Themes in Antigone
Fate and Free Will: Sophocles wants us to question if we truly make our own choices, or if our lives follow a predetermined path. Teiresias’s role as a prophet demonstrates that certain events are able to be foretold. However, his attempts to warn Creon indicate that the future can be changed or altered. Some readers may see the characters’ fatal flaws as responsible for their fates. Others may see the existence of prophecy as one sign that these characters were doomed from the outset. Sophocles does not definitively prove either reading to be true, which perhaps suggests the answer lies somewhere in the middle.
Man-made Law and Divine Law: The characters of Antigone have different opinions on who should wield ultimate power over mankind. Creon believes the laws of man should be followed no matter what. However, Antigone and Teiresias believe any man-made laws are ultimately trumped by the wishes of the gods. The gods support Antigone in her quest to bury her brother and are angry at Creon for going against their wishes. Ultimately, the narrative demonstrates that divine law is more important than the laws of men.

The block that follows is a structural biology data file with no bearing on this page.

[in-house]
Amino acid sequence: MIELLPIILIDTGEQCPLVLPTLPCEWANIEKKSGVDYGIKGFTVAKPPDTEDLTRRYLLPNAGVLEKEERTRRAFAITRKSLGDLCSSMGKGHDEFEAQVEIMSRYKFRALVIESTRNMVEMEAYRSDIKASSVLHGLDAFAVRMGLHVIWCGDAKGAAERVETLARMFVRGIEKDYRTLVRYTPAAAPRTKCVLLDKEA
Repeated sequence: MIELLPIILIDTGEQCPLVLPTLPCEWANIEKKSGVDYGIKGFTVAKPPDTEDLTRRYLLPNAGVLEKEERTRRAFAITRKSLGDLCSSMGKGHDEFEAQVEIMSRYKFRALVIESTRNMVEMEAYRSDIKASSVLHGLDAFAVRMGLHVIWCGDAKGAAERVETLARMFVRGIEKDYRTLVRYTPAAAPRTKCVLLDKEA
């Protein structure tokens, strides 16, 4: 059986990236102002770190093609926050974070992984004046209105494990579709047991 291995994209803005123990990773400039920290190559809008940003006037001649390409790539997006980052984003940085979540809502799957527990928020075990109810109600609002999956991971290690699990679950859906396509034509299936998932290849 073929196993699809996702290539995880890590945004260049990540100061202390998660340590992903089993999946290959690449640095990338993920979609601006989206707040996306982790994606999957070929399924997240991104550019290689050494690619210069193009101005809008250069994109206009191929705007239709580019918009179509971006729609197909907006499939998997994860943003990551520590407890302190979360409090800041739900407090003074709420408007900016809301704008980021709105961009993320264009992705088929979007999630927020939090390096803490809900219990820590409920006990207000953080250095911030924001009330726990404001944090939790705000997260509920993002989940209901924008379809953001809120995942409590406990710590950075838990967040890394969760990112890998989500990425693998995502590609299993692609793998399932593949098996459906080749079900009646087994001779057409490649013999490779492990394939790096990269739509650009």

Themes Examples in Antigone:
"or winged bird That flying homewards taints their city's air...." See in text (Antigone)
"Justice, enacted not these human laws...." See in text (Antigone)
"Talk not of rights; thou spurn'st the due of Heaven ..." See in text (Antigone)
"Elders, the gods have righted one again Our storm-tossed ship of state, now safe in port...." See in text (Antigone)
"Wilt thou persist, though Creon has forbid? ..." See in text (Antigone)